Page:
And then when we’re apart, how are we going to communicate? How are we going to stay in sync? Et cetera. And what are my expectations when I reach out? What hours will you be available? How quickly will you respond? And you start to build trust that way in terms of you’re there when you say you’ll be there and you’re reliable and work gets done regardless of where you are.

So that’s the way that I. I always suggest it is to do a team playbook or charter around how each team is going to function in a hybrid model. [00:24:00] Yeah, and that realistically should be happening whether you’re in the office or not is. Here’s our mission, vision, values. Here’s our purpose.

Here’s the, here are the goals we’re shooting for. Here are the expectations of how we interact as a team. And here are the check ins and my wife likes to say, trust, but verify. It’s you trust that people are going to want to do the work, but you need to verify by checking in with them. One thing I’ve seen over the past few years talking to coaching clients and just.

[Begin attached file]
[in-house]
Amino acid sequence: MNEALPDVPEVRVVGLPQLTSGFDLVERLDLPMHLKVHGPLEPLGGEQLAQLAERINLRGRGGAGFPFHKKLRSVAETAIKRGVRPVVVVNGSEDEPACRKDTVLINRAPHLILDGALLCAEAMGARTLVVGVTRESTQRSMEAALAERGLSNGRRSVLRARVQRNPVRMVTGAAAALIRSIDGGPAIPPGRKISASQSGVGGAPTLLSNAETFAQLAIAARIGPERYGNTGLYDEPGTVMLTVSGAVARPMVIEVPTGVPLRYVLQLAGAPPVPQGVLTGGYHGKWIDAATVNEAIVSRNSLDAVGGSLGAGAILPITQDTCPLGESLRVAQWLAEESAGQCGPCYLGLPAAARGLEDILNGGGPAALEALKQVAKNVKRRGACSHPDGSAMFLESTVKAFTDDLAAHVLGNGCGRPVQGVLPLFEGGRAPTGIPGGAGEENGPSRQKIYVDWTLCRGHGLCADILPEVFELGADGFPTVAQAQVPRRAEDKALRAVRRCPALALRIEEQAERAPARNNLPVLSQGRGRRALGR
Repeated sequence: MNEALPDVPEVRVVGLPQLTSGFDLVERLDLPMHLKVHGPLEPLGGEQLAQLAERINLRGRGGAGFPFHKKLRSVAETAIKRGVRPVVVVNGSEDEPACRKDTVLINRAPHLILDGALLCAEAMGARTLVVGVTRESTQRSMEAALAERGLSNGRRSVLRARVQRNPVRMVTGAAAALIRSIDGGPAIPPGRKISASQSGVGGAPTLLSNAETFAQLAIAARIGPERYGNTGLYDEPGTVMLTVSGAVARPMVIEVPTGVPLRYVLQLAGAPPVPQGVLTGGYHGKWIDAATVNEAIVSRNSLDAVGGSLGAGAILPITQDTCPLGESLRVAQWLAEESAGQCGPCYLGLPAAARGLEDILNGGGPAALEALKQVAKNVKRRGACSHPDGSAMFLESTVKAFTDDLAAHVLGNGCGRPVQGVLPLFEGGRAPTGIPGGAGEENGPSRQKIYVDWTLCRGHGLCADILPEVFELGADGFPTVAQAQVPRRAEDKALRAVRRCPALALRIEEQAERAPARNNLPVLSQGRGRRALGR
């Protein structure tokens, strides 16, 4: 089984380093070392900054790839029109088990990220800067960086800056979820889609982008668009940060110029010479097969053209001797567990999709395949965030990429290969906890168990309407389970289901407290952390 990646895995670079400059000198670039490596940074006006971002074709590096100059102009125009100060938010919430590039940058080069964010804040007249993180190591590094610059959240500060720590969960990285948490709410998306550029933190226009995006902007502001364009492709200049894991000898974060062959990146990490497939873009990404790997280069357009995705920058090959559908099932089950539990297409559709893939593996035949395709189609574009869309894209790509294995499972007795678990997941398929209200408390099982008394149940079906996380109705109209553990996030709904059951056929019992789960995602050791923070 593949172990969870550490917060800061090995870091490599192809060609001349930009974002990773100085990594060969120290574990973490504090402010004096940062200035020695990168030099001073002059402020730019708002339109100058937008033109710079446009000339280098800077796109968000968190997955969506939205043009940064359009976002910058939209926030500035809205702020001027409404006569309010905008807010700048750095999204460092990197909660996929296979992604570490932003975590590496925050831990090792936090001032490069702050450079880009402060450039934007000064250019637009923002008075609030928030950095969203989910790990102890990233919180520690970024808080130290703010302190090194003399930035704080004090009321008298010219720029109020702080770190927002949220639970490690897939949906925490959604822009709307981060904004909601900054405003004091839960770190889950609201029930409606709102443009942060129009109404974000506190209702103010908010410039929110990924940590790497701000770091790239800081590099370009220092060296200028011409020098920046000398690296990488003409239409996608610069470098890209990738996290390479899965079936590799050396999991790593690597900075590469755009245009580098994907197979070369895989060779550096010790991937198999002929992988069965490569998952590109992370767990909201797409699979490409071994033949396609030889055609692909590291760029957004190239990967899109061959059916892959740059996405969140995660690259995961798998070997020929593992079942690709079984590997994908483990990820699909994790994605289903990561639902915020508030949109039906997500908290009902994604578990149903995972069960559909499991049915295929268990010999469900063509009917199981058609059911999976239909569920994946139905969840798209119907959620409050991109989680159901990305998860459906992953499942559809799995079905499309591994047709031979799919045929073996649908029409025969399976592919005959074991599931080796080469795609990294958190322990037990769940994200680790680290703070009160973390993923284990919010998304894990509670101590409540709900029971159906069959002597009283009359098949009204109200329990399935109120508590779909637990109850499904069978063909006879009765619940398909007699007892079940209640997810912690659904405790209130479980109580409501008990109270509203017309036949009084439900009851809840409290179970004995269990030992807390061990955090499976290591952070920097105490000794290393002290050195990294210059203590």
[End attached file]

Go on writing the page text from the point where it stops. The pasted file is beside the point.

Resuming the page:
Colleagues within the corporate industries is that great leaders are people focused and they’re checking in and they’re making sure that their teams have what they want. And they were doing that before, but it’s really highlighted for leaders since we’ve moved to the remote or hybrid is [00:25:00] because technical leaders that are used to doing the work.

And not leading people are their teams are languishing because they’re not checking in with them. They’re not making that personal connection. They’re not helping them work through the challenges. They’re just like, you need to show up at the office so I can make sure you’re there and doing your work.

Leadership Best Practices for Reducing Stress & Burnout